Skip to main content Accessibility help
×
Home
Hostname: page-component-55597f9d44-ssw5r Total loading time: 0.916 Render date: 2022-08-16T02:43:14.690Z Has data issue: true Feature Flags: { "shouldUseShareProductTool": true, "shouldUseHypothesis": true, "isUnsiloEnabled": true, "useRatesEcommerce": false, "useNewApi": true } hasContentIssue true

Chapter 5 - Immunological screening in women undergoing IVF

from Section 1 - Patient selection and preparation

Published online by Cambridge University Press:  05 July 2011

Gab Kovacs
Affiliation:
Monash University, Victoria
Get access

Summary

Recent studies have investigated the role of autoimmune factors in implantation in women undergoing fertility treatment. The most commonly studied antibodies include antiphospholipid antibodies (APA), antithyroid antibodies (ATA), antinuclear antibodies (ANA), antigliadin antibodies, antiovarian antibodies (AOA), and antisperm antibodies (ASA). Several published reports indicate that positive APA are found more frequently in patients undergoing in vitro fertilization (IVF) or who have failed IVF. Although the prevalence of APA is higher among women undergoing IVF, their presence does not appear to influence the outcome of pregnancy, miscarriage, or live birth rate. Thrombophilias have been thought to cause a state of hypercoagulation at the implantation site impeding the connection between maternal and fetal blood flow, ultimately resulting in miscarriage. Screening for thrombophilias in women who are infertile or in those with implantation failure remains controversial and should not routinely be performed in women undergoing IVF.
Type
Chapter
Information
How to Improve your ART Success Rates
An Evidence-Based Review of Adjuncts to IVF
, pp. 22 - 27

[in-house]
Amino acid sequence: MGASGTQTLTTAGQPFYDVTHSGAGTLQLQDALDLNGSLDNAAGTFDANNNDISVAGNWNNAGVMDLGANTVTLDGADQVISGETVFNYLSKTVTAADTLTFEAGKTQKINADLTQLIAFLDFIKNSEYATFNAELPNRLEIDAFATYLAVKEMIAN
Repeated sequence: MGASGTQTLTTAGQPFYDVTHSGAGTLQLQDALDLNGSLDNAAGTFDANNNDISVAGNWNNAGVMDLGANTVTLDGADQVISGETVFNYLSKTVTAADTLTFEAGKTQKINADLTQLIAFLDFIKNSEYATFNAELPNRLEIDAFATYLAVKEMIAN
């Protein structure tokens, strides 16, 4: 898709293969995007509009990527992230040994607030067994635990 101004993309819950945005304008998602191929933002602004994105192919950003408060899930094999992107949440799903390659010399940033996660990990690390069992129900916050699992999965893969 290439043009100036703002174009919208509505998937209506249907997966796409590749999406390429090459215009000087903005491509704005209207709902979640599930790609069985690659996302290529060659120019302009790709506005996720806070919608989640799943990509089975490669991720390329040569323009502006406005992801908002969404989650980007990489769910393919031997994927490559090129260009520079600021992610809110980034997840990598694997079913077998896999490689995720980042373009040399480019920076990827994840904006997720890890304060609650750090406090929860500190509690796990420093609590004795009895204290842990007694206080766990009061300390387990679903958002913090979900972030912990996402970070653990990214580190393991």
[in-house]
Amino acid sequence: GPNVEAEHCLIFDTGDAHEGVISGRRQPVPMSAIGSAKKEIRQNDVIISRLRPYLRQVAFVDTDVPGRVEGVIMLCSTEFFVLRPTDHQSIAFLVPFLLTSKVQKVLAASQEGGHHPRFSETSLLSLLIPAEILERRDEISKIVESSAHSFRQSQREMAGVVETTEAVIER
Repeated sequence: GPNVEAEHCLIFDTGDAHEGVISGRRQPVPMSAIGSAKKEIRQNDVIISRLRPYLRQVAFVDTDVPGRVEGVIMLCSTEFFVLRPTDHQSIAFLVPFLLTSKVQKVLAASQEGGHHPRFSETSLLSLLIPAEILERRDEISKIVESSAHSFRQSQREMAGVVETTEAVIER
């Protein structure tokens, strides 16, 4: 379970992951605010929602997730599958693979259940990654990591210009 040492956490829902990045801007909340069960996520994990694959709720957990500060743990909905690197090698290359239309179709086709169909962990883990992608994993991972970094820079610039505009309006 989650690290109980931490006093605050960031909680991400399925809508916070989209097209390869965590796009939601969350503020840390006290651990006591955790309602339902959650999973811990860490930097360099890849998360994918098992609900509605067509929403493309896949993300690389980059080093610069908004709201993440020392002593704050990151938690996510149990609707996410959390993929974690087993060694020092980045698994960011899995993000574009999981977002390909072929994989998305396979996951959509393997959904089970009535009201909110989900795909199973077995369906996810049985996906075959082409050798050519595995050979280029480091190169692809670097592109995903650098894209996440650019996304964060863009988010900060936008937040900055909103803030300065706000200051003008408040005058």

Publisher: Cambridge University Press
Print publication year: 2011

Access options

Get access to the full version of this content by using one of the access options below. (Log in options will check for institutional or personal access. Content may require purchase if you do not have access.)

Save book to Kindle

To save this book to your Kindle, first ensure coreplatform@cambridge.org is added to your Approved Personal Document E-mail List under your Personal Document Settings on the Manage Your Content and Devices page of your Amazon account. Then enter the ‘name’ part of your Kindle email address below. Find out more about saving to your Kindle.

Note you can select to save to either the @free.kindle.com or @kindle.com variations. ‘@free.kindle.com’ emails are free but can only be saved to your device when it is connected to wi-fi. ‘@kindle.com’ emails can be delivered even when you are not connected to wi-fi, but note that service fees apply.

Find out more about the Kindle Personal Document Service.

Available formats
×

Save book to Dropbox

To save content items to your account, please confirm that you agree to abide by our usage policies. If this is the first time you use this feature, you will be asked to authorise Cambridge Core to connect with your account. Find out more about saving content to Dropbox.

Available formats
×

Save book to Google Drive

To save content items to your account, please confirm that you agree to abide by our usage policies. If this is the first time you use this feature, you will be asked to authorise Cambridge Core to connect with your account. Find out more about saving content to Google Drive.

Available formats
×